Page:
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Unifor, ACPA, ALPA and CALDA continue to call on the federal government to make a direct and meaningful financial contribution to our devastated industry, commensurate with the contribution made by other countries to their own sector.
While the unions were initially encouraged by the Minister of Transport’s public commitment on November 8, 2020 to work with airlines on developing and finalizing an aid package, and a subsequent acknowledgement from the Finance Minister in the Fall Economic Update, airline workers are concerned that, now entering our 10th week, no indication has been given that aid is forthcoming.
The Air Canada Pilots Association (ACPA), the Air Line Pilots Association (ALPA), Unifor and the Canadian Airline Dispatchers Association (CALDA) collectively represent more than 300,000 Canadian workers, many of which have already been laid off or furloughed.
Given this lack of aid, it was disturbing to learn that other state-sponsored international airlines were able to avail themselves of both governmental aid in their home jurisdiction as well as the Canada Emergency Wage Subsidy (CEWS) for their Canadian-based employees.
While the extended CEWS program – an employer-directed program – has provided some measure of job protection for Canadian airline workers, we have seen thousands of layoffs in this sector and a disproportionately large number of furloughed aviation workers, notwithstanding the CEWS. The harsh reality is that airlines are extremely capital-intensive operations with a high cash-burn rate and the requirement to preserve liquidity to maintain equipment, routes, and staff. This reality is not considered under the CEWS, and it is a clear indication that more federal government support is required.
While the government’s move to support foreign carriers may technically fall within the rules of the CEWs program, it represents an additional blow to the domestic carriers and the entire aviation industry. It should be a very clear matter of public policy that Canada should place the needs of our country and our airlines first. That this has not occurred is made worse by the fact that many of these foreign carriers have already received direct bailouts from the governments of their respective countries.” said Jerry Dias, President, Unifor.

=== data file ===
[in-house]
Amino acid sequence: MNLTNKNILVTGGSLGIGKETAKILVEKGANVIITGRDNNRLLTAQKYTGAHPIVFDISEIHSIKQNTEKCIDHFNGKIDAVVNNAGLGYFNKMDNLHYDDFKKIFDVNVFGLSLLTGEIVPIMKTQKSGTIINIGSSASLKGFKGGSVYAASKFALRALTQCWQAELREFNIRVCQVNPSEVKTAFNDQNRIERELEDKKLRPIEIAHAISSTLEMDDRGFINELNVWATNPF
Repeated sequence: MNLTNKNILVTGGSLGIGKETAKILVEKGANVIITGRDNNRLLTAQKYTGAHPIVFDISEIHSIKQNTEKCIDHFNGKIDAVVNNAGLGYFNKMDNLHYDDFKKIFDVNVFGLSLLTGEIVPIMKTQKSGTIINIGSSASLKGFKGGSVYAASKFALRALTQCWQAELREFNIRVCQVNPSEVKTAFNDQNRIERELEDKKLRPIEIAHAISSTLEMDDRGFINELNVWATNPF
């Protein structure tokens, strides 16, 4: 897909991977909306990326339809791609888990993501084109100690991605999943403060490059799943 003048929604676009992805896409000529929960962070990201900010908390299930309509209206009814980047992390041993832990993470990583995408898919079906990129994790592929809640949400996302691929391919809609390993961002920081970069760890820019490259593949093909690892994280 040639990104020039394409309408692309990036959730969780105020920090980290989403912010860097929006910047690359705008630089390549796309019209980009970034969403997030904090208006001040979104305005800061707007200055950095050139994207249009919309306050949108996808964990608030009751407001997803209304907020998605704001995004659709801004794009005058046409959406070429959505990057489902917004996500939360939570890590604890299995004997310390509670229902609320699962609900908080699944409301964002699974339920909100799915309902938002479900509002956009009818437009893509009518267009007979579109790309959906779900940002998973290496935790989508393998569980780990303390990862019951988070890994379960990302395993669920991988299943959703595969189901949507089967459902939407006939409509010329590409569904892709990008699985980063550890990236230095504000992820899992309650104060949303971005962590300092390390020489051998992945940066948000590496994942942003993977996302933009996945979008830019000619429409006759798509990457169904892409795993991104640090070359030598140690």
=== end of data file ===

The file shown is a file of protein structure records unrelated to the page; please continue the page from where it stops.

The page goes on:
“Canada’s airlines are a critical element of Canada’s infrastructure, including essential travel and transport of COVID-19 vaccines and other critical items such as PPE. Asking Canada’s airlines and airline workers to keep this vital infrastructure operational during this current crisis period without significant federal support is untenable,” said Rob Giguere, CEO, ACPA. “On behalf of thousands of airline workers across the country, we urge the incoming Minister of Transport and the airlines to do whatever it takes to come to a deal so they can support Canadian aviation workers in the same way other countries have done.”
Canada’s airlines have been dealt terrible blows before – including 9/11 and SARS. The current pandemic is worse than all past crises combined, and it will take the support of our government to ensure our sector survives in some form. Make no mistake: Canada’s airlines – and the livelihoods of the thousands of Canadians they employ – remain at great risk if urgent assistance is not forthcoming.
“The federal government acknowledges that Canadian air travel is essential, but instead of helping Canada’s airlines, our legislators continue to miss the mark as a result of failing to properly consult with aviation industry stakeholders and labour associations, such as ALPA Canada, ACPA, and Unifor, and have all but ignored the many well-articulated and science-based recommendations provided to them,” said Tim Perry, President, ALPA Canada.
Airline workers are not part of the negotiations that are apparently taking place between airlines and the federal government, but we are past time for a resolution on this issue. In negotiations, government must ensure benefits are set to flow to workers, protecting current and future employment. We have other jurisdictions already moving to a second round of aid for their airline sector, while Canada has not managed to deliver.
“Our government and airline leaders need to make a deal,” said Russ Williams, President of the Canadian Airline Dispatcher Association. “The longer it takes, the more our workers are paying the price – as every day more routes are cancelled, more jobs lost, and any potential future recovery looks to be years away.”